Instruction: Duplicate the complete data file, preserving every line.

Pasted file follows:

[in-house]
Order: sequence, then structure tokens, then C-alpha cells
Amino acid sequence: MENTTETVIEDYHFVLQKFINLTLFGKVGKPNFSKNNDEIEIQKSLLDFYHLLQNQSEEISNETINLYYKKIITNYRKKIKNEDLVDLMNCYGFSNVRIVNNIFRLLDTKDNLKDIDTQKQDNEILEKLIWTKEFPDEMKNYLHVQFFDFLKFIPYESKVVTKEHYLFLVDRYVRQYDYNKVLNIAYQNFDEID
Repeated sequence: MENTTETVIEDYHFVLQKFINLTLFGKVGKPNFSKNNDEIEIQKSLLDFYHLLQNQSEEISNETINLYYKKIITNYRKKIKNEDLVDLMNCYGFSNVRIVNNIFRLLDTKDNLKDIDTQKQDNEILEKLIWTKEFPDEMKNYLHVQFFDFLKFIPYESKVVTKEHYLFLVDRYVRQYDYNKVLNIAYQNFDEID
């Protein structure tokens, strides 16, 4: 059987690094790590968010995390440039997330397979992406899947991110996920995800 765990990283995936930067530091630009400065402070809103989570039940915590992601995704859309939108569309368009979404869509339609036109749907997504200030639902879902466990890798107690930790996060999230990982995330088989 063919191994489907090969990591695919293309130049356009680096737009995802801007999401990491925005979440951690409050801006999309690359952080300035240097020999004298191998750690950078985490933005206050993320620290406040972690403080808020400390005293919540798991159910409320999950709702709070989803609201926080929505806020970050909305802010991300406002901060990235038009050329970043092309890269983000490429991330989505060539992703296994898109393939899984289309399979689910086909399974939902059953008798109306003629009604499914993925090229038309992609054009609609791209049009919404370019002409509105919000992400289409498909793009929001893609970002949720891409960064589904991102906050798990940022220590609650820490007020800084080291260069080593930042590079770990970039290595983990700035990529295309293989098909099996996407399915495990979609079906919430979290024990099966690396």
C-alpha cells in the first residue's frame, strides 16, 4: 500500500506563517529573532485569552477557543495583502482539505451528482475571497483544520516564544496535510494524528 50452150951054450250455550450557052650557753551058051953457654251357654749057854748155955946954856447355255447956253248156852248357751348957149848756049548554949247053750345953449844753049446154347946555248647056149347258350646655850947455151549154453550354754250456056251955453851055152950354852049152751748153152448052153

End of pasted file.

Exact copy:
[in-house]
Order: sequence, then structure tokens, then C-alpha cells
Amino acid sequence: MENTTETVIEDYHFVLQKFINLTLFGKVGKPNFSKNNDEIEIQKSLLDFYHLLQNQSEEISNETINLYYKKIITNYRKKIKNEDLVDLMNCYGFSNVRIVNNIFRLLDTKDNLKDIDTQKQDNEILEKLIWTKEFPDEMKNYLHVQFFDFLKFIPYESKVVTKEHYLFLVDRYVRQYDYNKVLNIAYQNFDEID
Repeated sequence: MENTTETVIEDYHFVLQKFINLTLFGKVGKPNFSKNNDEIEIQKSLLDFYHLLQNQSEEISNETINLYYKKIITNYRKKIKNEDLVDLMNCYGFSNVRIVNNIFRLLDTKDNLKDIDTQKQDNEILEKLIWTKEFPDEMKNYLHVQFFDFLKFIPYESKVVTKEHYLFLVDRYVRQYDYNKVLNIAYQNFDEID
């Protein structure tokens, strides 16, 4: 059987690094790590968010995390440039997330397979992406899947991110996920995800 765990990283995936930067530091630009400065402070809103989570039940915590992601995704859309939108569309368009979404869509339609036109749907997504200030639902879902466990890798107690930790996060999230990982995330088989 063919191994489907090969990591695919293309130049356009680096737009995802801007999401990491925005979440951690409050801006999309690359952080300035240097020999004298191998750690950078985490933005206050993320620290406040972690403080808020400390005293919540798991159910409320999950709702709070989803609201926080929505806020970050909305802010991300406002901060990235038009050329970043092309890269983000490429991330989505060539992703296994898109393939899984289309399979689910086909399974939902059953008798109306003629009604499914993925090229038309992609054009609609791209049009919404370019002409509105919000992400289409498909793009929001893609970002949720891409960064589904991102906050798990940022220590609650820490007020800084080291260069080593930042590079770990970039290595983990700035990529295309293989098909099996996407399915495990979609079906919430979290024990099966690396």
C-alpha cells in the first residue's frame, strides 16, 4: 500500500506563517529573532485569552477557543495583502482539505451528482475571497483544520516564544496535510494524528 50452150951054450250455550450557052650557753551058051953457654251357654749057854748155955946954856447355255447956253248156852248357751348957149848756049548554949247053750345953449844753049446154347946555248647056149347258350646655850947455151549154453550354754250456056251955453851055152950354852049152751748153152448052153